Twelve months after becoming the first man in 47 years to hold all four grand slam titles, Djokovic exited Roland Garros with a 7-6 (7/5) 6-3 6-0 loss to Dominic Thiem in the quarter-finals yesterday.
Most stunning was the manner of his collapse in the third set. Djokovic won just eight points and appeared to give up.
Eurosport commentator John McEnroe accused Djokovic of tanking, adding: “It’s almost as if you can’t believe what you’re watching, and in a match of this magnitude.”
It was the first time Djokovic has lost a set 6-0 at a grand slam since 2005 and means he will drop out of the world’s top two for the first time in six years.
The 30-year-old said: “I don’t expect myself to play as bad as I played in the third. I don’t visualise that ever.
“It was decided I think in the first set. I tried. I lost that crucial break in the beginning of the second, and he started serving better, backing it up with the first shot. He was definitely the better player on the court.
“It was not there for me today, especially in the second part of the match. I was just unable to hit the ball well and many unforced errors.”
His final tally of unforced errors was 35, with 18 winners compared to 38 for his opponent, who now faces nine-time champion Rafael Nadal.
Thiem’s performance certainly should not be overlooked. The 23-year-old Austrian is one of the game’s rising stars and he played with bravery and intelligence, while his one-handed backhand was the shot of the match.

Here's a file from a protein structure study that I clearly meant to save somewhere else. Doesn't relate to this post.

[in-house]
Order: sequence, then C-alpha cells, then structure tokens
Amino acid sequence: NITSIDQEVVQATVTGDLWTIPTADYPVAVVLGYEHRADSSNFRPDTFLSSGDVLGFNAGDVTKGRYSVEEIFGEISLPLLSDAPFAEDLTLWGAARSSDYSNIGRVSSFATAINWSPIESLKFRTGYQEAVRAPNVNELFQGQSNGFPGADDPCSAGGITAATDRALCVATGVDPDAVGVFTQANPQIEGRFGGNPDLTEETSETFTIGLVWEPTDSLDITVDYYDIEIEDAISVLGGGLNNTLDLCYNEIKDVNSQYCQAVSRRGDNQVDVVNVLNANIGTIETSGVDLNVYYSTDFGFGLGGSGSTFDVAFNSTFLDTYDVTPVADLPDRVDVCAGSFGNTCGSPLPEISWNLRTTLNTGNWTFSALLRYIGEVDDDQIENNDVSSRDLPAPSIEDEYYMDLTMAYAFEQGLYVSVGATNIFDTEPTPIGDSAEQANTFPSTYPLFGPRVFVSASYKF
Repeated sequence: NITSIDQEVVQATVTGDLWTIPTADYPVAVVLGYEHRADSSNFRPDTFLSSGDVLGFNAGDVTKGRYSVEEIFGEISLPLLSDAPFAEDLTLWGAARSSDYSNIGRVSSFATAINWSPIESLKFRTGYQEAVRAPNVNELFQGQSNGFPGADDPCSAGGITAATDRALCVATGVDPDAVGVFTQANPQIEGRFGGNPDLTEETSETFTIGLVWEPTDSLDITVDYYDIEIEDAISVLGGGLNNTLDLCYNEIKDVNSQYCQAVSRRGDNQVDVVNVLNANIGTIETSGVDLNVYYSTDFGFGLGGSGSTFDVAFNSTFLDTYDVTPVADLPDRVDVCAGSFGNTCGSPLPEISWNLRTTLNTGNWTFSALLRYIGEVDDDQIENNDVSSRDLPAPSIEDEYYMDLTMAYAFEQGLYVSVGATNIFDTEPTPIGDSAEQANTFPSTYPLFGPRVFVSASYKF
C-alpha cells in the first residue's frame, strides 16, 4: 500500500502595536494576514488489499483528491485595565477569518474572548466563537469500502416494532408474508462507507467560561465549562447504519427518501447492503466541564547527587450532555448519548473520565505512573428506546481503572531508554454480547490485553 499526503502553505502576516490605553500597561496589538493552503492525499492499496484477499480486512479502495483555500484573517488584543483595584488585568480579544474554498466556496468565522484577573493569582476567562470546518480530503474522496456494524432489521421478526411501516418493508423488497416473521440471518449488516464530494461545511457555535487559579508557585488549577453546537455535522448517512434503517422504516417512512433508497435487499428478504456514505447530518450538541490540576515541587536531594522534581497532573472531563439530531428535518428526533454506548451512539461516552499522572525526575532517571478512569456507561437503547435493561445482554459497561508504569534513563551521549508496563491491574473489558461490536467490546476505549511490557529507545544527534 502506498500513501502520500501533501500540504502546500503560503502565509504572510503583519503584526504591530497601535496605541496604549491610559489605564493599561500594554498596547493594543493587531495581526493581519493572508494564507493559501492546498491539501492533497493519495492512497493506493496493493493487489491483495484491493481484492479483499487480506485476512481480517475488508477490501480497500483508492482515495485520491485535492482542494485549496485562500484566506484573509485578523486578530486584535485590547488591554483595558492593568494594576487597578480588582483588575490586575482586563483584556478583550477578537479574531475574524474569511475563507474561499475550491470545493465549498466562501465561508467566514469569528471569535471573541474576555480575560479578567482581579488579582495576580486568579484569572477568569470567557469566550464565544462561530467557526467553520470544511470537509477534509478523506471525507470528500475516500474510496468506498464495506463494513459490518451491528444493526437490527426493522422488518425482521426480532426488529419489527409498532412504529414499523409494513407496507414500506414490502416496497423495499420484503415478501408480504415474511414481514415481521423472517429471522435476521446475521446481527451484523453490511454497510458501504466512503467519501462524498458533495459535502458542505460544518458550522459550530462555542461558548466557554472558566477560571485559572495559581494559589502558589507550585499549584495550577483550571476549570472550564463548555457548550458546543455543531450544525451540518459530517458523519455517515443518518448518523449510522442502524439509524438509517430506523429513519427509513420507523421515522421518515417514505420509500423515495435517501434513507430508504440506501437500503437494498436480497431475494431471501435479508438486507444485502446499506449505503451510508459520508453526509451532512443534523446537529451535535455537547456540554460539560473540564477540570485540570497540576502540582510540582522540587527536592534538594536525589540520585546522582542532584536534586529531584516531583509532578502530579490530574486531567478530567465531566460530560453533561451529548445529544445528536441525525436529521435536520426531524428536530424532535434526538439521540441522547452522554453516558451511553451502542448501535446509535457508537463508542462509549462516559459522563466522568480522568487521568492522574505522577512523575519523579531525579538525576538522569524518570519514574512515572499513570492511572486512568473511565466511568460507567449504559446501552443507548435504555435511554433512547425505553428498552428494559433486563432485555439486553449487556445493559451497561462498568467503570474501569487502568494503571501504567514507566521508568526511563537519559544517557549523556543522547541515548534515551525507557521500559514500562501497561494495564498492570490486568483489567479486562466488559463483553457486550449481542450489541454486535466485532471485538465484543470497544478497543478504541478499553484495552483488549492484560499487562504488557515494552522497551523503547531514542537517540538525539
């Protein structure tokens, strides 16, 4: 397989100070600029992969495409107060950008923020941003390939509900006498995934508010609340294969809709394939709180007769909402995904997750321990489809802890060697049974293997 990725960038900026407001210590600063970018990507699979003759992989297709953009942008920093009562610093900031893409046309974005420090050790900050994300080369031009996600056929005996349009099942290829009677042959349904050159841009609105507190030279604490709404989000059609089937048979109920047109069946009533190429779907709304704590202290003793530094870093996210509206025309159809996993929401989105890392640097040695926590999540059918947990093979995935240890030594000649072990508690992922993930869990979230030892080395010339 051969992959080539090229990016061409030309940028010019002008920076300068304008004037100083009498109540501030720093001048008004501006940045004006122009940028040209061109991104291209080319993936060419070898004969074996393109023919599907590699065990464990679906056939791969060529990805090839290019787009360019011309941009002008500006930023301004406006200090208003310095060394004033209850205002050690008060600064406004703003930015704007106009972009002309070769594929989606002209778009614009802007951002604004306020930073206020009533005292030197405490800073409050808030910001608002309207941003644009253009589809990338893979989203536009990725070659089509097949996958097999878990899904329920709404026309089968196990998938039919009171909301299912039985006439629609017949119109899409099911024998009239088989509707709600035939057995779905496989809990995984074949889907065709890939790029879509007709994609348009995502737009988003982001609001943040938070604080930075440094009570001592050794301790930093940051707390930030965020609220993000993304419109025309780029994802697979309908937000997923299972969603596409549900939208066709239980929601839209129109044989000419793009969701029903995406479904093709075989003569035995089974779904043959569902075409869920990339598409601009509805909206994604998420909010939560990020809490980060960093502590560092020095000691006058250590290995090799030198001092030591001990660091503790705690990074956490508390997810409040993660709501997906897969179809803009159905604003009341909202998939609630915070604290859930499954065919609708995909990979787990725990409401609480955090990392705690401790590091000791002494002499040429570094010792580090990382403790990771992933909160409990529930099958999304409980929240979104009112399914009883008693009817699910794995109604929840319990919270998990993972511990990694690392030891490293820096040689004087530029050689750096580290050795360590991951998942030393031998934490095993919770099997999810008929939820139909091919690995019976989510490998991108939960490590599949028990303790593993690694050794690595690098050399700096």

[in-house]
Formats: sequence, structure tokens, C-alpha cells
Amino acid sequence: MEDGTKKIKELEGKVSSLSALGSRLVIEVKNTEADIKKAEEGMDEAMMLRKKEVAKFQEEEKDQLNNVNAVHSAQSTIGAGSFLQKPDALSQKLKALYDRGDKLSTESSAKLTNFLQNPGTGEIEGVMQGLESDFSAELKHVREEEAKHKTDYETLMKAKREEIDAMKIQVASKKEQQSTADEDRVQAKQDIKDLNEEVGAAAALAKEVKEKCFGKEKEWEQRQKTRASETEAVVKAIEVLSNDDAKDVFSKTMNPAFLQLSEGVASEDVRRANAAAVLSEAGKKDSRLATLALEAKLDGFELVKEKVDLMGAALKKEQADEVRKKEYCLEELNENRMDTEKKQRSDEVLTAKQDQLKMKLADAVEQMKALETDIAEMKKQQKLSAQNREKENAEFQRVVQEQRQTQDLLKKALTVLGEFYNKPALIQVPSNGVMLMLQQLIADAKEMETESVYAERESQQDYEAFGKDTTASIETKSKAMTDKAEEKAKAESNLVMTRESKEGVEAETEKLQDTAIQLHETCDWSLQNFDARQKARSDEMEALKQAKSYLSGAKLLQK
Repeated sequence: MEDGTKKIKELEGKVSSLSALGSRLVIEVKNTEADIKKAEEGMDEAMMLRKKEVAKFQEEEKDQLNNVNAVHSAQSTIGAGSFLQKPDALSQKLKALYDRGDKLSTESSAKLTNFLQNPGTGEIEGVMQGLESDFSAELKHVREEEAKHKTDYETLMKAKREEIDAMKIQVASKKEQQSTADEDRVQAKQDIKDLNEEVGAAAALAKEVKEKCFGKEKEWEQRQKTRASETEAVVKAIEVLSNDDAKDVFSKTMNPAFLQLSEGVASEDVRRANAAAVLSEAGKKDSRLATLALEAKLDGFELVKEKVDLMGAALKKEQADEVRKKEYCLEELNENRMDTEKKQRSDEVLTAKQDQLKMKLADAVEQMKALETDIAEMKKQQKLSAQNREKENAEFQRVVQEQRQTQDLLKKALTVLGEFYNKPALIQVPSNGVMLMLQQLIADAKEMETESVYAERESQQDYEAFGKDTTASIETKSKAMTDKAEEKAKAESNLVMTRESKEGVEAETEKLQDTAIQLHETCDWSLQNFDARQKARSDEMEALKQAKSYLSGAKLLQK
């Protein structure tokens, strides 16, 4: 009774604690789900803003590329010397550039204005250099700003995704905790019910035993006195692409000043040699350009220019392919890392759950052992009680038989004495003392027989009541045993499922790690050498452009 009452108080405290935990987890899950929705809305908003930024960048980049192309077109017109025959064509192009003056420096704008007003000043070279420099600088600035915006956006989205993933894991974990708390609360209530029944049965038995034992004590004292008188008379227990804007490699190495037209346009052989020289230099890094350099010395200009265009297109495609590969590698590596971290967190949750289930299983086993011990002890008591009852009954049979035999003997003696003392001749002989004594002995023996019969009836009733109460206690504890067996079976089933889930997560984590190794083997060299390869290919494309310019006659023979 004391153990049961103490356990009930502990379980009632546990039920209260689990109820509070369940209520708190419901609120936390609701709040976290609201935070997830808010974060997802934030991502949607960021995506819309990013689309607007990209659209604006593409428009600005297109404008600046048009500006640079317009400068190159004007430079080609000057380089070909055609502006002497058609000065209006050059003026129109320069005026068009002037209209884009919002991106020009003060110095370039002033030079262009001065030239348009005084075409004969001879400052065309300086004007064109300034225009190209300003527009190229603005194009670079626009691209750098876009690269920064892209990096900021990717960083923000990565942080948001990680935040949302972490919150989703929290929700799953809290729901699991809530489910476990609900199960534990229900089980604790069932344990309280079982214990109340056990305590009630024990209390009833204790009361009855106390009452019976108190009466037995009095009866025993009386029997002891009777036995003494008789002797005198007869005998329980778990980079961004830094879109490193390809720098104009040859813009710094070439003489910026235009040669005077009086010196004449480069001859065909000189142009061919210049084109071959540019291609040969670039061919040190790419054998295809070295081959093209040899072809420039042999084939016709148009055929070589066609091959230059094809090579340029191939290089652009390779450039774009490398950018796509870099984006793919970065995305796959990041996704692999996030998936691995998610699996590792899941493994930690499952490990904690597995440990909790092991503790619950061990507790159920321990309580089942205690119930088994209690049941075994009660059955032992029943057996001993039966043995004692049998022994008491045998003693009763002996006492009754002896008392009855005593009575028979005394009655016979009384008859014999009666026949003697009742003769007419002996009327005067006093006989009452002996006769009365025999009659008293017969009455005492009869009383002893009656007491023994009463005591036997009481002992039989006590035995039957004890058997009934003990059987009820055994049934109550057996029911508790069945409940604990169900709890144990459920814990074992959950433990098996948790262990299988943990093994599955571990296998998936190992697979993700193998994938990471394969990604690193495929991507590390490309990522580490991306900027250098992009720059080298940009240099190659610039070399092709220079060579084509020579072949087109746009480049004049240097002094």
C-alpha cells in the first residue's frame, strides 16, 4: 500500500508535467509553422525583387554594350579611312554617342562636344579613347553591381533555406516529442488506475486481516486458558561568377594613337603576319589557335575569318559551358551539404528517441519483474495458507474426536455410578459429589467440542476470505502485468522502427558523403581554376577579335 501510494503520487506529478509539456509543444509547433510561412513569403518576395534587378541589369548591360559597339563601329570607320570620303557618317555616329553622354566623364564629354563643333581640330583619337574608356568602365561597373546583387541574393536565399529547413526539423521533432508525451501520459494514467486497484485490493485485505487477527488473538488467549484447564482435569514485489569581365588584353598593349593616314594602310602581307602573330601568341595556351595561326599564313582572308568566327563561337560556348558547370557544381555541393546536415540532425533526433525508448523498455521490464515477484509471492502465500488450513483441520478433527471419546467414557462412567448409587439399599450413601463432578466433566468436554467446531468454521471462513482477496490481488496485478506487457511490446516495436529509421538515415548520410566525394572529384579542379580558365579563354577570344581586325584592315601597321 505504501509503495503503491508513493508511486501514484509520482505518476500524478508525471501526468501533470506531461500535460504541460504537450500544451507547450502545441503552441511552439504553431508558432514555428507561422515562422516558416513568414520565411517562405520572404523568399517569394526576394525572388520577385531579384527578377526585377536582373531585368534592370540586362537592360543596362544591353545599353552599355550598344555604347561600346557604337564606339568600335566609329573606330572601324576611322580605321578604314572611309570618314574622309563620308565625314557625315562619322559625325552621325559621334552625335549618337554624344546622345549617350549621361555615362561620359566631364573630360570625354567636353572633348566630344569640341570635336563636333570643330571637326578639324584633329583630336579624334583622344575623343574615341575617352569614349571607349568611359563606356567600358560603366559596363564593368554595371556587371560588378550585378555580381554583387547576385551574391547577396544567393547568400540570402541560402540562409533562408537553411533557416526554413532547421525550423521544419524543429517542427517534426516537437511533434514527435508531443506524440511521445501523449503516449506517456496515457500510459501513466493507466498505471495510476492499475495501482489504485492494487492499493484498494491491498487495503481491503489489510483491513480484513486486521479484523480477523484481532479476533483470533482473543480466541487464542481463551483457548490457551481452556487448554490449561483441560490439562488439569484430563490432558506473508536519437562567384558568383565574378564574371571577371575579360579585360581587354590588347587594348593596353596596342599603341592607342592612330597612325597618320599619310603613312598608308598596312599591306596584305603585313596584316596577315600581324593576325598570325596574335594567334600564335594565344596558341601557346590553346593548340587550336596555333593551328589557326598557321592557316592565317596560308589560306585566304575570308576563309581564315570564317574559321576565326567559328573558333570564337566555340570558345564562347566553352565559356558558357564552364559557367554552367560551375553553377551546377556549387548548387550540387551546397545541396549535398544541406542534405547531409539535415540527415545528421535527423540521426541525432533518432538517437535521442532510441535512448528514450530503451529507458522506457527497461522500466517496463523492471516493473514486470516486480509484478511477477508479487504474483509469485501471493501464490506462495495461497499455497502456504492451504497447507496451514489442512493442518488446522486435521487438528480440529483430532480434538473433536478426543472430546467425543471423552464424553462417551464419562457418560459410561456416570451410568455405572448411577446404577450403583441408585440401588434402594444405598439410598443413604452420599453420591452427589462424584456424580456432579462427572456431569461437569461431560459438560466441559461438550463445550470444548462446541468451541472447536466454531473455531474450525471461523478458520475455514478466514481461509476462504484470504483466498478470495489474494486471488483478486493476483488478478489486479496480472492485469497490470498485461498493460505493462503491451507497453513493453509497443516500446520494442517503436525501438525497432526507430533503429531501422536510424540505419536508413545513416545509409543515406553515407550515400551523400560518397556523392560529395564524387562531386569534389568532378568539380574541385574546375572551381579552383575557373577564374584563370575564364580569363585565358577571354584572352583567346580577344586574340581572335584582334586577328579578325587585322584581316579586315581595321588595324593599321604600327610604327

Thiem had only won one set against Djokovic in five previous meetings and lost easily in the semi-finals here last year.
Asked if he was surprised by his opponent’s attitude in the third set, Thiem said: “The first set was very, very long and very close.
Then in the second set, in the beginning, I was down 0-30. I still made the game and broke him in the first service game and again broke him in his first service game in the third set.
“That’s very tough. It’s understandable that there is a little bit of tough things mentally coming up to him. And that’s why at the end it was probably a little bit easier.
“It’s great for me to be in the semi-finals again, to defend that.
Nadal moved into a 10th French Open semi-final after Pablo Carreno Busta retired with an abdominal problem trailing 6-2 2-0.
The title favourite, who has gone on to lift the trophy the other nine times he has made the last four, has lost just 22 games in five matches so far.
Meanwhile, Andy Murray may feel like the odd man out after arriving at the French Open playing “garbage” but that did not stop him reaching a fourth consecutive semi-final at Roland Garros.
The world number one has played himself into form in Paris this fortnight and will meet Stan Wawrinka tomorrow after a 2-6 6-1 7-6 (7/0) 6-1 victory over Kei Nishikori.
Rafael Nadal and Dominic Thiem will meet in the other last-four clash after the young Austrian stunned defending champion Novak Djokovic.
Nadal, Thiem and Wawrinka are yet to drop a set this tournament while Murray has lost three, and their build-ups were rather different too.
Murray, who lost back-to-back matches to Borna Coric and Fabio Fognini in Madrid and Rome, said: “They are all obviously playing extremely well.
“Rafa’s had a great clay-court season, as has Thiem. Stan this tournament has played great. He won in Geneva so is obviously confident.
“I came in playing garbage. I’m the odd one out in the semis, but hopefully I can keep it up.”